Uppy is an open source project by Transloadit
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Getting Started

Uppy is a sleek and modular file uploader. It fetches files from local disk, Google Drive, Instagram, remote urls, cameras etc, and then uploads them to the final destination. It’s fast, easy to use and lets you worry about more important problems than building a file uploader.

Uppy consists of a core module and various plugins for selecting, manipulating and uploading files.

Here’s the simplest example html page with Uppy (it uses a CDN bundle, while we recommend to use a bundler, see Installation):

<!doctype html>
    <meta charset="utf-8">
    <link href="https://transloadit.edgly.net/releases/uppy/v1.21.2/uppy.min.css" rel="stylesheet">
    <div id="drag-drop-area"></div>

    <script src="https://transloadit.edgly.net/releases/uppy/v1.21.2/uppy.min.js"></script>
      var uppy = Uppy.Core()
        .use(Uppy.Dashboard, {
          inline: true,
          target: '#drag-drop-area'
        .use(Uppy.Tus, {endpoint: 'https://master.tus.io/files/'})

      uppy.on('complete', (result) => {
        console.log('Upload complete! We’ve uploaded these files:', result.successful)

Try it live

Drag and drop, webcam, basic file manipulation (adding metadata), uploading via tus-resumable uploads or XHR/Multipart is all possible using just the Uppy client module.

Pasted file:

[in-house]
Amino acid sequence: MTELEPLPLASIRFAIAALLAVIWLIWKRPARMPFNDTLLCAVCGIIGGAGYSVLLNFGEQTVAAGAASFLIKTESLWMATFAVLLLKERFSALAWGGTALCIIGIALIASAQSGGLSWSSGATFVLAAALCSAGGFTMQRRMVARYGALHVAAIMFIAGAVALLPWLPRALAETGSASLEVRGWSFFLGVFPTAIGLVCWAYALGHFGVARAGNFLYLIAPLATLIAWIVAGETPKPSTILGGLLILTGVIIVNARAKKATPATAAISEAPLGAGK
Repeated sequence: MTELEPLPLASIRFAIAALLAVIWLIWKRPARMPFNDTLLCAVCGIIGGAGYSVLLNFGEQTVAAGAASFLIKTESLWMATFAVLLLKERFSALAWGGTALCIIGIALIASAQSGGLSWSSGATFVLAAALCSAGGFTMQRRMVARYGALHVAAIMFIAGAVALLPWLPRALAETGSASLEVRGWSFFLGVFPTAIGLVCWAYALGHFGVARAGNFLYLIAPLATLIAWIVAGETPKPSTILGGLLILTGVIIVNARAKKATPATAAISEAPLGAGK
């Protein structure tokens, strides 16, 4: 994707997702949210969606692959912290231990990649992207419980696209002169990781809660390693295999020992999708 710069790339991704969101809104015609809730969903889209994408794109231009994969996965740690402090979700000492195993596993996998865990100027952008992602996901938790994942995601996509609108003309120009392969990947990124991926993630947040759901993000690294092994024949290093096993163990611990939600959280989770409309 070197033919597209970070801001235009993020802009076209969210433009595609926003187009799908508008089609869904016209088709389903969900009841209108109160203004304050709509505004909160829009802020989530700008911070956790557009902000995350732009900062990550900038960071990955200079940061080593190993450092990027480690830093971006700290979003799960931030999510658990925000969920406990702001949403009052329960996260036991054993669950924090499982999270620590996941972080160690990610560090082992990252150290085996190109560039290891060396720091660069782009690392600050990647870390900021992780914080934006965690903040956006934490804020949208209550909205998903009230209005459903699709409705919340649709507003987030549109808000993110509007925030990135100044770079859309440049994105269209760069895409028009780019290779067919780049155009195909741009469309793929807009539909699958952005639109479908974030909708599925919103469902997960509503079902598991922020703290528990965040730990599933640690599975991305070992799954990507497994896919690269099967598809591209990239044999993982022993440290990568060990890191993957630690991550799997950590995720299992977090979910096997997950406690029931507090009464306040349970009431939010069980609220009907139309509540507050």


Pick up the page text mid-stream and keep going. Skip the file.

Adding Companion to the mix enables remote sources such as Instagram, Google Drive, Dropbox, and remote URLs. Uploads from remote sources are handled server-to-server, so a 5 GB video won’t be eating into your mobile data plan. Files are removed from Companion after an upload is complete, or after a reasonable timeout. Access tokens also don’t stick around for long, for security reasons.


Uppy can be used with a module bundler such as Webpack or Browserify, or by including it in a script tag.

You may need polyfills if your application supports Internet Explorer or other older browsers. See Browser Support.

With a module bundler

Install the @uppy/core package from npm:

$ npm install @uppy/core

And install the plugins you need separately. The documentation pages for plugins in the sidebar show the necessary npm install commands. You can then import Uppy like so:

npm install @uppy/core @uppy/xhr-upload @uppy/dashboard
// Import the plugins
const Uppy = require('@uppy/core')
const XHRUpload = require('@uppy/xhr-upload')
const Dashboard = require('@uppy/dashboard')

// And their styles (for UI plugins)
// With webpack and `style-loader`, you can require them like this:

const uppy = new Uppy()
  .use(Dashboard, {
    trigger: '#select-files'
  .use(XHRUpload, { endpoint: 'https://api2.transloadit.com' })

uppy.on('complete', (result) => {
  console.log('Upload complete! We’ve uploaded these files:', result.successful)

Many plugins include a CSS file for the necessary styles in their dist/ folder. The plugin documentation pages will tell you which to use and when. When using multiple plugin CSS files, some code is duplicated. A CSS minifier like clean-css is recommended to remove the duplicate selectors.